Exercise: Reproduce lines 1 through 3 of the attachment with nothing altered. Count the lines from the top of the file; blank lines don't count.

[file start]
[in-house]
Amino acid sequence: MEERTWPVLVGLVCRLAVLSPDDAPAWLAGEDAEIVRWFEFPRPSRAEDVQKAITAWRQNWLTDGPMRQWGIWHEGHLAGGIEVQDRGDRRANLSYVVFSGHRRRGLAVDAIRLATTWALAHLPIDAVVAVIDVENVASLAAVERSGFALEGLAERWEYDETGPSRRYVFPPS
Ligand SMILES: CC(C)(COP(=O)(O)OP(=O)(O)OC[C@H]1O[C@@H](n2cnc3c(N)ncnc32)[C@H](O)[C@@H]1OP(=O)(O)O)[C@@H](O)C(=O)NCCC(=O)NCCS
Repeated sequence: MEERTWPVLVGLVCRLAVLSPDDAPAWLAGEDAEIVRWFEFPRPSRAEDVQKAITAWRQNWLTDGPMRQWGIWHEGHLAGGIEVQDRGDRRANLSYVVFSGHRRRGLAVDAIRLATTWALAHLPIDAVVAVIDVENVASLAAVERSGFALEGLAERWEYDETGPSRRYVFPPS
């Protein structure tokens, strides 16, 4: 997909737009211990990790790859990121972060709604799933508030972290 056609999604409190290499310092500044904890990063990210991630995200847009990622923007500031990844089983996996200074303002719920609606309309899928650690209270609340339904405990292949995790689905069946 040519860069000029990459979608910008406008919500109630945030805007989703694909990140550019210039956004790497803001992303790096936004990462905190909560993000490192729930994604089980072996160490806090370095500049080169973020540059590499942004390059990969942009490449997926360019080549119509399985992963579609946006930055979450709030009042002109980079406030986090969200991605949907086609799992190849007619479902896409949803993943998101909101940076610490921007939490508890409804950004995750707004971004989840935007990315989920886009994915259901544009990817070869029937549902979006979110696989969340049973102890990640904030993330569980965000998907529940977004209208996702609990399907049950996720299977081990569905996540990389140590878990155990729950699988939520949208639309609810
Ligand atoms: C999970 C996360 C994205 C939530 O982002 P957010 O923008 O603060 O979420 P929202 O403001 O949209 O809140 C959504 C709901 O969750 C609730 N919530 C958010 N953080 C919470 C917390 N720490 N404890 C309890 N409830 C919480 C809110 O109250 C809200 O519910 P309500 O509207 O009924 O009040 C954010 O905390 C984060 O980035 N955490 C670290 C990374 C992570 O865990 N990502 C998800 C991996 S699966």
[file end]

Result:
[in-house]
Amino acid sequence: MEERTWPVLVGLVCRLAVLSPDDAPAWLAGEDAEIVRWFEFPRPSRAEDVQKAITAWRQNWLTDGPMRQWGIWHEGHLAGGIEVQDRGDRRANLSYVVFSGHRRRGLAVDAIRLATTWALAHLPIDAVVAVIDVENVASLAAVERSGFALEGLAERWEYDETGPSRRYVFPPS
Ligand SMILES: CC(C)(COP(=O)(O)OP(=O)(O)OC[C@H]1O[C@@H](n2cnc3c(N)ncnc32)[C@H](O)[C@@H]1OP(=O)(O)O)[C@@H](O)C(=O)NCCC(=O)NCCS